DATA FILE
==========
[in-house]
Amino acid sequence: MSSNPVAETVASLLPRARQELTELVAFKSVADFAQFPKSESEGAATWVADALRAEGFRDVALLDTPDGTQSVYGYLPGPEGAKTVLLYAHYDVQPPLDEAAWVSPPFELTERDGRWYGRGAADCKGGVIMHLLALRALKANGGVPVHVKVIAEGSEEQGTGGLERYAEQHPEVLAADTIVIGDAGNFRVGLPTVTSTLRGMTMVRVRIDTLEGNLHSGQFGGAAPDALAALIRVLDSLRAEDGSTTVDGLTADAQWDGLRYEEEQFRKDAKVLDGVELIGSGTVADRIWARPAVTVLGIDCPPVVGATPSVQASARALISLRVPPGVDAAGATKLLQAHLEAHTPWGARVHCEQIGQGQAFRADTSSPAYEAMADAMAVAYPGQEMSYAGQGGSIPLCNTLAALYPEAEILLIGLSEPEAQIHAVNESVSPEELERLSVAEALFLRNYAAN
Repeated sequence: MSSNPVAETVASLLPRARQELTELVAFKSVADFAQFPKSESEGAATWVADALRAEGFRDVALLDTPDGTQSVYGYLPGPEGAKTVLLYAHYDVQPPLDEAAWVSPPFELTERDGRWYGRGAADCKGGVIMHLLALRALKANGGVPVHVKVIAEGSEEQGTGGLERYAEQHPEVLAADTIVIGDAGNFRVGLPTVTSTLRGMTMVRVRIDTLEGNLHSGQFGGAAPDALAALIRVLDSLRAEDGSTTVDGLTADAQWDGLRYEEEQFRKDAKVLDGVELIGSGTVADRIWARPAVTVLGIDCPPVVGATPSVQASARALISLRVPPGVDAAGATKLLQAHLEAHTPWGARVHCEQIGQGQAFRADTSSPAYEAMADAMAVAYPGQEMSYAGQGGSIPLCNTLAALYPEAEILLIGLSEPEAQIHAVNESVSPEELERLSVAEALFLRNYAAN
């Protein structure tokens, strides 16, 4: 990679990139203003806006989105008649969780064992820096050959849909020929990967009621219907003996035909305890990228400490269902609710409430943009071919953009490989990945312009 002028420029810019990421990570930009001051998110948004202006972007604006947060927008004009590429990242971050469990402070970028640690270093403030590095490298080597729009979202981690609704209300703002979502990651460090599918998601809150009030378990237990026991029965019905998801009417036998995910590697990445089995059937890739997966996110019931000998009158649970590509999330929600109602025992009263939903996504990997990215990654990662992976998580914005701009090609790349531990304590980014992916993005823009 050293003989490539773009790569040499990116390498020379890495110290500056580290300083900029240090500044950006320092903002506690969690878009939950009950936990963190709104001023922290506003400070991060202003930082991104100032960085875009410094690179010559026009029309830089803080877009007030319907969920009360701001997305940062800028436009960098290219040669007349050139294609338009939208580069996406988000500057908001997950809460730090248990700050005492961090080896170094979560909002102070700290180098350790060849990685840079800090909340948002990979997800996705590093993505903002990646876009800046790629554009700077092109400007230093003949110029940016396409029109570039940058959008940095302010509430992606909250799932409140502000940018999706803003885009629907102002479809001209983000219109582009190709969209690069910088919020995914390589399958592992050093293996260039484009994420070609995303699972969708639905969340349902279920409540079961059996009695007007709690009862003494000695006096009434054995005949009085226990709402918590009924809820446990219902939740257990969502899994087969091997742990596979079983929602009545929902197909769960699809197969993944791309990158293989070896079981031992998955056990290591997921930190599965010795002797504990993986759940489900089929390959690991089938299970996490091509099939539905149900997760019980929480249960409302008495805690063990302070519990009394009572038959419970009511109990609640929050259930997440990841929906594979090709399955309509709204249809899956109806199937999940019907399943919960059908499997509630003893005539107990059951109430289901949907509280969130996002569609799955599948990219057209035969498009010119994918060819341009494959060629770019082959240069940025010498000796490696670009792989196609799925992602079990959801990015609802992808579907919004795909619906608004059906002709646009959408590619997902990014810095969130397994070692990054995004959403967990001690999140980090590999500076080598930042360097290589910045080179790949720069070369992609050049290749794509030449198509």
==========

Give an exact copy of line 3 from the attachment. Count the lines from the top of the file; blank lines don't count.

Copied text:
Repeated sequence: MSSNPVAETVASLLPRARQELTELVAFKSVADFAQFPKSESEGAATWVADALRAEGFRDVALLDTPDGTQSVYGYLPGPEGAKTVLLYAHYDVQPPLDEAAWVSPPFELTERDGRWYGRGAADCKGGVIMHLLALRALKANGGVPVHVKVIAEGSEEQGTGGLERYAEQHPEVLAADTIVIGDAGNFRVGLPTVTSTLRGMTMVRVRIDTLEGNLHSGQFGGAAPDALAALIRVLDSLRAEDGSTTVDGLTADAQWDGLRYEEEQFRKDAKVLDGVELIGSGTVADRIWARPAVTVLGIDCPPVVGATPSVQASARALISLRVPPGVDAAGATKLLQAHLEAHTPWGARVHCEQIGQGQAFRADTSSPAYEAMADAMAVAYPGQEMSYAGQGGSIPLCNTLAALYPEAEILLIGLSEPEAQIHAVNESVSPEELERLSVAEALFLRNYAAN